How important is social media to you? How often do you use it in your PKU lifestyle? I posed these questions on my Facebook Page a few weeks ago. Well, earlier this week I spoke about Social Media and Patient Advocacy at the 2013 APHL Annual Meeting & Seventh Government Environmental Laboratory Conference in Raleigh, NC. It was a great experience, both personally and professionally rewarding, and allowed me the unique opportunity to share my thoughts about social media with representatives from public health labs from across the country.
Producing my film, “My PKU Life”, was my introduction to PKU and newborn screening advocacy. As of today the film has received over 20,000 views, and it keeps growing. That’s more than I could have ever imagined. Not long after I released the film I was contacted by PerkinElmer, one of the leading private entities in the newborn screening field. That experience really was a catalyst, as I realized how much I had taken newborn screening for granted.
These days I spend much of my energy on newborn screening advocacy, and not just PKU. Why? Well, we all have diverse experiences with PKU. And since I was isolated from the community for the first 30 years of my life, I’m still learning things about the challenges we face in our community. Since I live in Louisiana, where formula is provided by the state, I can’t comprehend how difficult it is for those in states where there is little or no support. And I can’t imagine what it’s like for those who live in countries around the world where PKU is just being discovered and treated.
So I’ve chosen to spend a lot of my time advocating for newborn screening. As important as it is to raise awareness about PKU, and hopefully make some serious changes in the way people get access to treatment, it is also important to tell others about newborn screening. The person you meet on the street and start chatting with about PKU may never experience PKU in their family. But every child, whether affected by PKU or not, is affected by newborn screening. The time to educate people is before they have their child, at least during the prenatal period… Not after their child has been born. As one newborn screening official told me, “The first time people hear about newborn screening shouldn’t be when there’s an abnormal result.”
So, most of my advocacy with the larger population is about newborn screening. How have I used social media in that regard? Well, there are a few thoughts I shared this week that I’d like to share with you as well.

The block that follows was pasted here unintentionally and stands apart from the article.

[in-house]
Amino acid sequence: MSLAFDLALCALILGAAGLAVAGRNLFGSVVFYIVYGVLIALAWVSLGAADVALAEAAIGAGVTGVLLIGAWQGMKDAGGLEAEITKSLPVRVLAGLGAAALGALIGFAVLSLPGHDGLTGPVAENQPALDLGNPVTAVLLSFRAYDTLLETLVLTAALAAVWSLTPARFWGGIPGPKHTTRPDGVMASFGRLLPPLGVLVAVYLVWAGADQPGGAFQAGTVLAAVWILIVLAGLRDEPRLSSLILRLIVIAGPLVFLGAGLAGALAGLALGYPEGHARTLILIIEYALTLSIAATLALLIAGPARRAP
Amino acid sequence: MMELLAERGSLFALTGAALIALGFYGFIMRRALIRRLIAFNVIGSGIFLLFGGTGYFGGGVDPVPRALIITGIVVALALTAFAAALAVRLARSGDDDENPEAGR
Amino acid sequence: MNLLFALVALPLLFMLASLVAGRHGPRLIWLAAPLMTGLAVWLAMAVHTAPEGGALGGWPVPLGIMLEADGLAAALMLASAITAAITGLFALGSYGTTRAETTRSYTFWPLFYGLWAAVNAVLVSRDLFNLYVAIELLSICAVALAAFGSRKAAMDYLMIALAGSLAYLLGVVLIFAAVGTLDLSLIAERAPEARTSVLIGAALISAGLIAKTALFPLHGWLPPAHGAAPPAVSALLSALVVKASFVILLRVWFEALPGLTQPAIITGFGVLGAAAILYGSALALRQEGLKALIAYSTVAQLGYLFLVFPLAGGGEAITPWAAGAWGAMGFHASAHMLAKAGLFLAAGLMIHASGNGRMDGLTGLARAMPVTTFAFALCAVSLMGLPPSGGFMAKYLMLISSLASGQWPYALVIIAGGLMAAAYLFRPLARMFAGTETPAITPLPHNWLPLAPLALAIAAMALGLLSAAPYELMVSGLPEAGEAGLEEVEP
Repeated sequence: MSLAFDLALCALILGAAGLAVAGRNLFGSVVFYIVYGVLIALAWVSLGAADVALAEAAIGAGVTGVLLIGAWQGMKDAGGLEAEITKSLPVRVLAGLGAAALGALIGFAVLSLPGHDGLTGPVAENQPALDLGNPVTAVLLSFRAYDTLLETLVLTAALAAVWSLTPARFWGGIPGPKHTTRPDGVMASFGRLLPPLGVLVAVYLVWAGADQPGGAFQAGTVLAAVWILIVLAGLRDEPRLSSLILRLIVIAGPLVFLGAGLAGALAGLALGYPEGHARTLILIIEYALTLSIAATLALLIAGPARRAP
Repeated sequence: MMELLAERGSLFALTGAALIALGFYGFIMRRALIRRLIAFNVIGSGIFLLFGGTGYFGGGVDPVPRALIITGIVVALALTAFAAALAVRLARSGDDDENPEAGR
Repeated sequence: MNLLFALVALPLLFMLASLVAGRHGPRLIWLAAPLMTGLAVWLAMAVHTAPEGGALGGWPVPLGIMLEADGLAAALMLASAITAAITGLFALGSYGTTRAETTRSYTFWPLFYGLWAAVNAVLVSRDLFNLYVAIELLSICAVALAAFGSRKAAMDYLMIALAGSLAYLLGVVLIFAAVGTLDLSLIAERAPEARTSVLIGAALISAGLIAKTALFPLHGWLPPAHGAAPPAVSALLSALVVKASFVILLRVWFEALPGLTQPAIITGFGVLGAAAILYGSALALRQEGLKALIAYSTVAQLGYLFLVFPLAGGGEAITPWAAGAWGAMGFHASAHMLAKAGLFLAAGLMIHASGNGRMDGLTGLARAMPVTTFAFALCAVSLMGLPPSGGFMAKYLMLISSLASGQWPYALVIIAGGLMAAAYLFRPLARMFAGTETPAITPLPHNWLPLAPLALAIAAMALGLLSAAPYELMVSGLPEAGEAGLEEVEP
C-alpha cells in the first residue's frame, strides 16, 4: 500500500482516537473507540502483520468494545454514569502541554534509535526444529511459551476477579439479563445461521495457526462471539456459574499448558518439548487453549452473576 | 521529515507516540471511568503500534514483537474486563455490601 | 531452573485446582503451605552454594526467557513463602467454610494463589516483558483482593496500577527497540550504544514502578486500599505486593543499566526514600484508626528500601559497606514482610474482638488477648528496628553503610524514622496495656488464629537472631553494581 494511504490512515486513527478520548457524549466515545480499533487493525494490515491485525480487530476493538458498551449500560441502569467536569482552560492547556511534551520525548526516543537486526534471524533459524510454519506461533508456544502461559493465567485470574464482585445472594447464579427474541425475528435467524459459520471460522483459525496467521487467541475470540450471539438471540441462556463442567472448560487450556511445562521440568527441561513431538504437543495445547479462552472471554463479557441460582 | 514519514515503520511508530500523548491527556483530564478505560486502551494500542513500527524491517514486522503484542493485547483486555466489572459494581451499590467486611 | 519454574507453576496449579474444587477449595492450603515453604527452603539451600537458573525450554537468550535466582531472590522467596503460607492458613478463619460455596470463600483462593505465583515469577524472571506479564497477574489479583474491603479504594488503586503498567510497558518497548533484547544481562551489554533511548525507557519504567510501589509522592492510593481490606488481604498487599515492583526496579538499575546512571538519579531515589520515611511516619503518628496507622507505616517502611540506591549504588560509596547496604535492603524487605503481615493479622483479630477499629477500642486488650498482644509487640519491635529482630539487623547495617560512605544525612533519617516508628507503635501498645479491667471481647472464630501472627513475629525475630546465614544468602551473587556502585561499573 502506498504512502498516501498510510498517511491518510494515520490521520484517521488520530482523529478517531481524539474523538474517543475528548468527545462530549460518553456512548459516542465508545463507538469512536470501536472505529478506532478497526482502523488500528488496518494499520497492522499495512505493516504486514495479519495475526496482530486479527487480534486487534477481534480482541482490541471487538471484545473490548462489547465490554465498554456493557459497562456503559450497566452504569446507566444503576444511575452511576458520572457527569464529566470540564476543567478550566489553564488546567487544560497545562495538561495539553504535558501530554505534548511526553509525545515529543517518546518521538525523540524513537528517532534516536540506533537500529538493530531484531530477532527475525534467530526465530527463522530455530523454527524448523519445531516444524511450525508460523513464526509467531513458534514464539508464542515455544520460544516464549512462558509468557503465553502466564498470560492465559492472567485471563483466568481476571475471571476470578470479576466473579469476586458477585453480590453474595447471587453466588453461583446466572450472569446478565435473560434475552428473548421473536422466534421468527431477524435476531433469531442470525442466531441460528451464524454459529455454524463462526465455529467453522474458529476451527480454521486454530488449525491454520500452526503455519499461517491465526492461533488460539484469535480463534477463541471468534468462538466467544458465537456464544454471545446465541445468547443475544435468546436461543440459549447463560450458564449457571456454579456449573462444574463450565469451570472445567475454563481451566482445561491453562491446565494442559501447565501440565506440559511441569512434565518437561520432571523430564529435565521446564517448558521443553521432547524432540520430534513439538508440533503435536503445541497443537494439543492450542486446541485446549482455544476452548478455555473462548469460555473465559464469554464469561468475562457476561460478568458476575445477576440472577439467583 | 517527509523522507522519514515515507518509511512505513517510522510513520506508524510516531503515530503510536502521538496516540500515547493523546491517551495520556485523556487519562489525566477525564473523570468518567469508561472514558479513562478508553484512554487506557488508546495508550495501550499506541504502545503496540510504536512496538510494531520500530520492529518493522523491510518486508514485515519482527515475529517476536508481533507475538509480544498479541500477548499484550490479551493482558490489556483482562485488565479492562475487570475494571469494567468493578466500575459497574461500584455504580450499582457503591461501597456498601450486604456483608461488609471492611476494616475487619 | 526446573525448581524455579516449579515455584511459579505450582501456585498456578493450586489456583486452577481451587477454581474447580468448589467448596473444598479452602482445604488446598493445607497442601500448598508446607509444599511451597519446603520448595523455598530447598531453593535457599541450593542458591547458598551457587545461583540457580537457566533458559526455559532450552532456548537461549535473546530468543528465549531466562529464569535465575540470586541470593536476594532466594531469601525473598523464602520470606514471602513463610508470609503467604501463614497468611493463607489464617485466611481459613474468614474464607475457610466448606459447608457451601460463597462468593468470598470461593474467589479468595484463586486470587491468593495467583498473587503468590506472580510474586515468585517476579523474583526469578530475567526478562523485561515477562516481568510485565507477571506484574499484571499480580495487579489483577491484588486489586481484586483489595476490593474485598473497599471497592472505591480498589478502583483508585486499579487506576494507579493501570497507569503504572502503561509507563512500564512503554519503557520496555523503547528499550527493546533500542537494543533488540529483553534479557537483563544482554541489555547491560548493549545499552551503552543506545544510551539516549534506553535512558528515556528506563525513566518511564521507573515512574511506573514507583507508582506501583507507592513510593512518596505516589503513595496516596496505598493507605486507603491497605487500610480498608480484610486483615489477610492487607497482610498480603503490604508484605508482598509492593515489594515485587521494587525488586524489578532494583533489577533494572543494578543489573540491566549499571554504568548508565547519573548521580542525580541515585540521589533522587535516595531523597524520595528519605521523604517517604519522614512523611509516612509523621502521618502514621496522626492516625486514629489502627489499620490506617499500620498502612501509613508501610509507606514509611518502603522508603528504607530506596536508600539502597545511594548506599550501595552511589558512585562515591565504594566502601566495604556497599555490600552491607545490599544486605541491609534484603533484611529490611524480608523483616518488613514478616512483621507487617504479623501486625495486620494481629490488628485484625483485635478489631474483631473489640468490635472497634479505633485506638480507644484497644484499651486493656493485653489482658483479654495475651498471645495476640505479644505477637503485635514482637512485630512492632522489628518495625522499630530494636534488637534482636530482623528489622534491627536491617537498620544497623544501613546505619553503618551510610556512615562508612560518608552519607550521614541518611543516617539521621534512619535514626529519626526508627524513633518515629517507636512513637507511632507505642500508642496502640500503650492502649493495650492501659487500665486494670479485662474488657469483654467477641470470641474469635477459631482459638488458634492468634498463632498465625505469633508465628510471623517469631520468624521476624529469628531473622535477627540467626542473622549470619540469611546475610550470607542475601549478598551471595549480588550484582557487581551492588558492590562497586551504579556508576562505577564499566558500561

I use social media as an extension of broadcast journalism. Since my background is in television news, I decided to tap into that experience in my advocacy through social media. A reporter I used to work with, while lamenting the decline of journalism, once said, “It used to be called journalism. Then it became information. Now it’s content. It doesn’t matter what it is so long as it hits the air.” That skepticism does reflect the decline in the quality of journalism, but it doesn’t have to be true of social media.
They say content is king. But I think it should be rephrased: Valuable content is king. Giving people a lot of content to consume. Photos and videos tend to work well for me, but surprisingly so do long posts. What matters the most is authenticity. I think advocates on social media have a journalistic responsibility to share accurate information, especially given the wildly inaccurate content we are all exposed to.
I use social media as a relationship-building tool. Broadcast journalism is all about mass communication, but social media empowers individual connections. So, I answer every message and respond to every comment. I don’t really find it time consuming. To me, that’s like saying it takes too long to talk to someone… That you don’t have enough time to have conversations. Social media is all about people.
I use social media as a community-building tool. Every day I communicate with people from all across the world. Whether they are affected by PKU, or perhaps part of the larger newborn screening community, social media has allowed me to build a diverse audience. On my page I regularly interact with parents of children with PKU, some teenagers, and adults living with PKU. Again, there is so much diversity in our community that I try to post general topics that everyone can relate to. I stay away from any medical advice (if you ever ask me for such advice I’m going to have a simple reply: ask your metabolic team!), and I don’t post much about the diet or share recipes. There are others on social media who are much better at that than I am. I focus on the social aspects of living with PKU, and encourage advocacy for either PKU or newborn screening. So far, I’ve built my Facebook page to about 650 followers. That potential reach extends farther when you include their friends. That’s why shareable content is ideal. One quick example… I posted the trailer to my latest film, “For Katy”, on my Facebook page and within two days the post had been seen by 2,000 people.
You may not be operating a page like I am, but if you are reading this you are likely on social media. You don’t have to have a set strategy in your personal posts. But think about these points…
- Always share reliable and accurate information.
- Make individual relationships with people. With social media, it doesn’t matter where they live.
- Engage in a community. Even while managing your own condition, try to do something to give back to others.
My philosophy for my website evolved from my experience on social media. I hope in our interactions, and in your interactions with others, you are able to…
Inspire. Empower. Unite.